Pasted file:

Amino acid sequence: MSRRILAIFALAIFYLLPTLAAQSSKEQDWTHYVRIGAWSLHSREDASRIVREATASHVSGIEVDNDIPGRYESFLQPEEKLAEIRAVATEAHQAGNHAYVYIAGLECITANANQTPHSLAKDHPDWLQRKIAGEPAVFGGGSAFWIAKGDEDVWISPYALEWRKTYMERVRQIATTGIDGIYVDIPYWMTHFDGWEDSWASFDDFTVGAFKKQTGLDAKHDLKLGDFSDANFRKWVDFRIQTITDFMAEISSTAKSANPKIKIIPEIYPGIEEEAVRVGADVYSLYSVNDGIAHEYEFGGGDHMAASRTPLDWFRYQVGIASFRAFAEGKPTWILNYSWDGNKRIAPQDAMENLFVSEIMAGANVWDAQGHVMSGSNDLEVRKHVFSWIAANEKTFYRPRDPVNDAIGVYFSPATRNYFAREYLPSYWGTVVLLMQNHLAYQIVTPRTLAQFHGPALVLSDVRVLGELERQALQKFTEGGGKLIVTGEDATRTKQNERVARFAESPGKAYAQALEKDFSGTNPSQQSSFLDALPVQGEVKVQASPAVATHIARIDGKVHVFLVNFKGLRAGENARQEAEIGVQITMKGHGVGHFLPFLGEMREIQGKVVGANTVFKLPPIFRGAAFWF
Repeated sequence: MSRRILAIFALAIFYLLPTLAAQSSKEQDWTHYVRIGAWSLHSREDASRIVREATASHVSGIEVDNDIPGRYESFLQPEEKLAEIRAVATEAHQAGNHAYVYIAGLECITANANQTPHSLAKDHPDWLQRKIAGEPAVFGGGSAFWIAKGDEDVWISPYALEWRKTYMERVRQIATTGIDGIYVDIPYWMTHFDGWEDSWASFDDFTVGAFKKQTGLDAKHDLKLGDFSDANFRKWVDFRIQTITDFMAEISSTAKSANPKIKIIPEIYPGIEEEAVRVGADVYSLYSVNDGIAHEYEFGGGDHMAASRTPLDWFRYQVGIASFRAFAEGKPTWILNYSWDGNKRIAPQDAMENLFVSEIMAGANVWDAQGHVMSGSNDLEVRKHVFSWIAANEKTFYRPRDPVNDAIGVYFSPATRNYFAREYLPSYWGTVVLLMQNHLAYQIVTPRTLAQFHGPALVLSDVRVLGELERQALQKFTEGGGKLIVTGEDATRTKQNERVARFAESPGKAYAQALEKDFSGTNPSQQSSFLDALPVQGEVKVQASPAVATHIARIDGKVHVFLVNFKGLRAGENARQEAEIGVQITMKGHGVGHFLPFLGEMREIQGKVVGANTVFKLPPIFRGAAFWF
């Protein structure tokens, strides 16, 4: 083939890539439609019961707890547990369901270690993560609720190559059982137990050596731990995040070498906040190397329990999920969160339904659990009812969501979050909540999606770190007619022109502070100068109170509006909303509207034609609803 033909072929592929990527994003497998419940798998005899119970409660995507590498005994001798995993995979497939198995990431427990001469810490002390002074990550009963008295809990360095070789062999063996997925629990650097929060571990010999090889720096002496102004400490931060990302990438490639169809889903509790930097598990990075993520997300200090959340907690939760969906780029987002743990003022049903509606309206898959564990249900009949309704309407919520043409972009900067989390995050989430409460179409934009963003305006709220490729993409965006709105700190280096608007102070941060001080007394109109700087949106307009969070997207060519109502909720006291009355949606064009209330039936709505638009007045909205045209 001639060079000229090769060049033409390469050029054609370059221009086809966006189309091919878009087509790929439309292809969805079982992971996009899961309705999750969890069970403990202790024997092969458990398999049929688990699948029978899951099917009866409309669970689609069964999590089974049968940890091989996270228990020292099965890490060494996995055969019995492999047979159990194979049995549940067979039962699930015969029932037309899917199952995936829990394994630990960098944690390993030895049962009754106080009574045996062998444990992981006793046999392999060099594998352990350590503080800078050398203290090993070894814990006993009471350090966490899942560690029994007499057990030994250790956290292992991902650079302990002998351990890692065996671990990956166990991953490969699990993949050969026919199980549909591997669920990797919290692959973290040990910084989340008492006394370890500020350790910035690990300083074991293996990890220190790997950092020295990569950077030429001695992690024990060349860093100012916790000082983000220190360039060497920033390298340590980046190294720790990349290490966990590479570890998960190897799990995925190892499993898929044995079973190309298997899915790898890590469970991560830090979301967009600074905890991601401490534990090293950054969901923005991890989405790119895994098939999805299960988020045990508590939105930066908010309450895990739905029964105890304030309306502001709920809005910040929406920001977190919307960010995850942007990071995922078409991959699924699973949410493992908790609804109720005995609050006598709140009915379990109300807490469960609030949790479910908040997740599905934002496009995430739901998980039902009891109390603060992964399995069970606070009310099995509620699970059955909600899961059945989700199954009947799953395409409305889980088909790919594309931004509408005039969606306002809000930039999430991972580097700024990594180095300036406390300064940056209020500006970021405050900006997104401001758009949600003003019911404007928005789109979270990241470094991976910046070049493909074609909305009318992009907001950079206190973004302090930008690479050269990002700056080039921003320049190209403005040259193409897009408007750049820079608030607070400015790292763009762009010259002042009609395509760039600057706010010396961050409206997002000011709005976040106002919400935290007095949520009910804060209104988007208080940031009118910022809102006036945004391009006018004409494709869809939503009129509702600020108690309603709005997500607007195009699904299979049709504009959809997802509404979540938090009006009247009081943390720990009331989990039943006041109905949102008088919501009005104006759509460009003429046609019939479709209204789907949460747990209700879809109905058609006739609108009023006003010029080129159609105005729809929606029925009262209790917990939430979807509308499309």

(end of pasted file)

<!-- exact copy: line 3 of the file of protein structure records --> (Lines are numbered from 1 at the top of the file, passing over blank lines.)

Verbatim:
């Protein structure tokens, strides 16, 4: 083939890539439609019961707890547990369901270690993560609720190559059982137990050596731990995040070498906040190397329990999920969160339904659990009812969501979050909540999606770190007619022109502070100068109170509006909303509207034609609803 033909072929592929990527994003497998419940798998005899119970409660995507590498005994001798995993995979497939198995990431427990001469810490002390002074990550009963008295809990360095070789062999063996997925629990650097929060571990010999090889720096002496102004400490931060990302990438490639169809889903509790930097598990990075993520997300200090959340907690939760969906780029987002743990003022049903509606309206898959564990249900009949309704309407919520043409972009900067989390995050989430409460179409934009963003305006709220490729993409965006709105700190280096608007102070941060001080007394109109700087949106307009969070997207060519109502909720006291009355949606064009209330039936709505638009007045909205045209 001639060079000229090769060049033409390469050029054609370059221009086809966006189309091919878009087509790929439309292809969805079982992971996009899961309705999750969890069970403990202790024997092969458990398999049929688990699948029978899951099917009866409309669970689609069964999590089974049968940890091989996270228990020292099965890490060494996995055969019995492999047979159990194979049995549940067979039962699930015969029932037309899917199952995936829990394994630990960098944690390993030895049962009754106080009574045996062998444990992981006793046999392999060099594998352990350590503080800078050398203290090993070894814990006993009471350090966490899942560690029994007499057990030994250790956290292992991902650079302990002998351990890692065996671990990956166990991953490969699990993949050969026919199980549909591997669920990797919290692959973290040990910084989340008492006394370890500020350790910035690990300083074991293996990890220190790997950092020295990569950077030429001695992690024990060349860093100012916790000082983000220190360039060497920033390298340590980046190294720790990349290490966990590479570890998960190897799990995925190892499993898929044995079973190309298997899915790898890590469970991560830090979301967009600074905890991601401490534990090293950054969901923005991890989405790119895994098939999805299960988020045990508590939105930066908010309450895990739905029964105890304030309306502001709920809005910040929406920001977190919307960010995850942007990071995922078409991959699924699973949410493992908790609804109720005995609050006598709140009915379990109300807490469960609030949790479910908040997740599905934002496009995430739901998980039902009891109390603060992964399995069970606070009310099995509620699970059955909600899961059945989700199954009947799953395409409305889980088909790919594309931004509408005039969606306002809000930039999430991972580097700024990594180095300036406390300064940056209020500006970021405050900006997104401001758009949600003003019911404007928005789109979270990241470094991976910046070049493909074609909305009318992009907001950079206190973004302090930008690479050269990002700056080039921003320049190209403005040259193409897009408007750049820079608030607070400015790292763009762009010259002042009609395509760039600057706010010396961050409206997002000011709005976040106002919400935290007095949520009910804060209104988007208080940031009118910022809102006036945004391009006018004409494709869809939503009129509702600020108690309603709005997500607007195009699904299979049709504009959809997802509404979540938090009006009247009081943390720990009331989990039943006041109905949102008088919501009005104006759509460009003429046609019939479709209204789907949460747990209700879809109905058609006739609108009023006003010029080129159609105005729809929606029925009262209790917990939430979807509308499309």